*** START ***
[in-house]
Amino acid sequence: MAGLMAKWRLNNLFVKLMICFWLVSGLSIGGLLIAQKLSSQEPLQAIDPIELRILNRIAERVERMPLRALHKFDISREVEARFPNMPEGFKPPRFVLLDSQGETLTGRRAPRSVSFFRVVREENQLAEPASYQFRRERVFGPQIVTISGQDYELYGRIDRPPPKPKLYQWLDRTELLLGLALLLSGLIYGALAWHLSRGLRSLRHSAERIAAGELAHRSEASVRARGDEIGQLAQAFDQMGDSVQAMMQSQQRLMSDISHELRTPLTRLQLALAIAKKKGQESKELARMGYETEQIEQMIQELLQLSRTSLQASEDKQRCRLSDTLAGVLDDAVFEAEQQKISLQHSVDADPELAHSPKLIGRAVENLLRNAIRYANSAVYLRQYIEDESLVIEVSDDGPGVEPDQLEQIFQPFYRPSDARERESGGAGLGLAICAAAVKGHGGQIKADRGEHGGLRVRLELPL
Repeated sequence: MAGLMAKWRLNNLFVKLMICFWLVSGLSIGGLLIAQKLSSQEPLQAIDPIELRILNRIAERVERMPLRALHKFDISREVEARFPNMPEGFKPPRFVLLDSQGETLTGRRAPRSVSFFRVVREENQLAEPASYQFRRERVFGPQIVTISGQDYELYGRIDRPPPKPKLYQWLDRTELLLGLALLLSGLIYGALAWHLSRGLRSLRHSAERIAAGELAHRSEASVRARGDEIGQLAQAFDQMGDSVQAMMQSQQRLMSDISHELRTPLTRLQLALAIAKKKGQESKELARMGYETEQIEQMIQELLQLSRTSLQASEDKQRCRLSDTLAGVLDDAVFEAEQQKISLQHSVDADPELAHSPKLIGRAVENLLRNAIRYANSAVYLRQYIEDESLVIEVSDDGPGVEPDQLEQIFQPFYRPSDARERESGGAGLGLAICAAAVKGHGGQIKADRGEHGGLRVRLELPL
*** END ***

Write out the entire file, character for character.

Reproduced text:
[in-house]
Amino acid sequence: MAGLMAKWRLNNLFVKLMICFWLVSGLSIGGLLIAQKLSSQEPLQAIDPIELRILNRIAERVERMPLRALHKFDISREVEARFPNMPEGFKPPRFVLLDSQGETLTGRRAPRSVSFFRVVREENQLAEPASYQFRRERVFGPQIVTISGQDYELYGRIDRPPPKPKLYQWLDRTELLLGLALLLSGLIYGALAWHLSRGLRSLRHSAERIAAGELAHRSEASVRARGDEIGQLAQAFDQMGDSVQAMMQSQQRLMSDISHELRTPLTRLQLALAIAKKKGQESKELARMGYETEQIEQMIQELLQLSRTSLQASEDKQRCRLSDTLAGVLDDAVFEAEQQKISLQHSVDADPELAHSPKLIGRAVENLLRNAIRYANSAVYLRQYIEDESLVIEVSDDGPGVEPDQLEQIFQPFYRPSDARERESGGAGLGLAICAAAVKGHGGQIKADRGEHGGLRVRLELPL
Repeated sequence: MAGLMAKWRLNNLFVKLMICFWLVSGLSIGGLLIAQKLSSQEPLQAIDPIELRILNRIAERVERMPLRALHKFDISREVEARFPNMPEGFKPPRFVLLDSQGETLTGRRAPRSVSFFRVVREENQLAEPASYQFRRERVFGPQIVTISGQDYELYGRIDRPPPKPKLYQWLDRTELLLGLALLLSGLIYGALAWHLSRGLRSLRHSAERIAAGELAHRSEASVRARGDEIGQLAQAFDQMGDSVQAMMQSQQRLMSDISHELRTPLTRLQLALAIAKKKGQESKELARMGYETEQIEQMIQELLQLSRTSLQASEDKQRCRLSDTLAGVLDDAVFEAEQQKISLQHSVDADPELAHSPKLIGRAVENLLRNAIRYANSAVYLRQYIEDESLVIEVSDDGPGVEPDQLEQIFQPFYRPSDARERESGGAGLGLAICAAAVKGHGGQIKADRGEHGGLRVRLELPL